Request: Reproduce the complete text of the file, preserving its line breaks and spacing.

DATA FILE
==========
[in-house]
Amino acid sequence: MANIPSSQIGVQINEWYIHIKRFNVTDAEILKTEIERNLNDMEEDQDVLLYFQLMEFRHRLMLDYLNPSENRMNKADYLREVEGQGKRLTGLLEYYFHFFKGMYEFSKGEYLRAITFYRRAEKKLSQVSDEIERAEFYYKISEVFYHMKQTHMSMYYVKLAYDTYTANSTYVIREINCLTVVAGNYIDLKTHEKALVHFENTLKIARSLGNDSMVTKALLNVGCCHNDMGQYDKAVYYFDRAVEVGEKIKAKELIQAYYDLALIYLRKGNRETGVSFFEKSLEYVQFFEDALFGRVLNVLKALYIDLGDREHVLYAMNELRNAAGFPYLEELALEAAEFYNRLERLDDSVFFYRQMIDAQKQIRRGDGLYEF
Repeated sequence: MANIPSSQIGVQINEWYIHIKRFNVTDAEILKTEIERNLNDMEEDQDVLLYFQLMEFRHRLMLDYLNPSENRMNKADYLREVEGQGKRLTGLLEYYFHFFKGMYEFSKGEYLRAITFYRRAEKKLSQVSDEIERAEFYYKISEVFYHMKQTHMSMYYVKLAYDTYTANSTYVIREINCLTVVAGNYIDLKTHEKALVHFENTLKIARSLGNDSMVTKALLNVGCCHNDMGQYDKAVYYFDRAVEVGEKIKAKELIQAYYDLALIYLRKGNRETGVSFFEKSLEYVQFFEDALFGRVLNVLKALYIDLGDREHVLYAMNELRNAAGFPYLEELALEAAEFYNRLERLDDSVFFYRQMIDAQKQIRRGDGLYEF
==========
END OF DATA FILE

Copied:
[in-house]
Amino acid sequence: MANIPSSQIGVQINEWYIHIKRFNVTDAEILKTEIERNLNDMEEDQDVLLYFQLMEFRHRLMLDYLNPSENRMNKADYLREVEGQGKRLTGLLEYYFHFFKGMYEFSKGEYLRAITFYRRAEKKLSQVSDEIERAEFYYKISEVFYHMKQTHMSMYYVKLAYDTYTANSTYVIREINCLTVVAGNYIDLKTHEKALVHFENTLKIARSLGNDSMVTKALLNVGCCHNDMGQYDKAVYYFDRAVEVGEKIKAKELIQAYYDLALIYLRKGNRETGVSFFEKSLEYVQFFEDALFGRVLNVLKALYIDLGDREHVLYAMNELRNAAGFPYLEELALEAAEFYNRLERLDDSVFFYRQMIDAQKQIRRGDGLYEF
Repeated sequence: MANIPSSQIGVQINEWYIHIKRFNVTDAEILKTEIERNLNDMEEDQDVLLYFQLMEFRHRLMLDYLNPSENRMNKADYLREVEGQGKRLTGLLEYYFHFFKGMYEFSKGEYLRAITFYRRAEKKLSQVSDEIERAEFYYKISEVFYHMKQTHMSMYYVKLAYDTYTANSTYVIREINCLTVVAGNYIDLKTHEKALVHFENTLKIARSLGNDSMVTKALLNVGCCHNDMGQYDKAVYYFDRAVEVGEKIKAKELIQAYYDLALIYLRKGNRETGVSFFEKSLEYVQFFEDALFGRVLNVLKALYIDLGDREHVLYAMNELRNAAGFPYLEELALEAAEFYNRLERLDDSVFFYRQMIDAQKQIRRGDGLYEF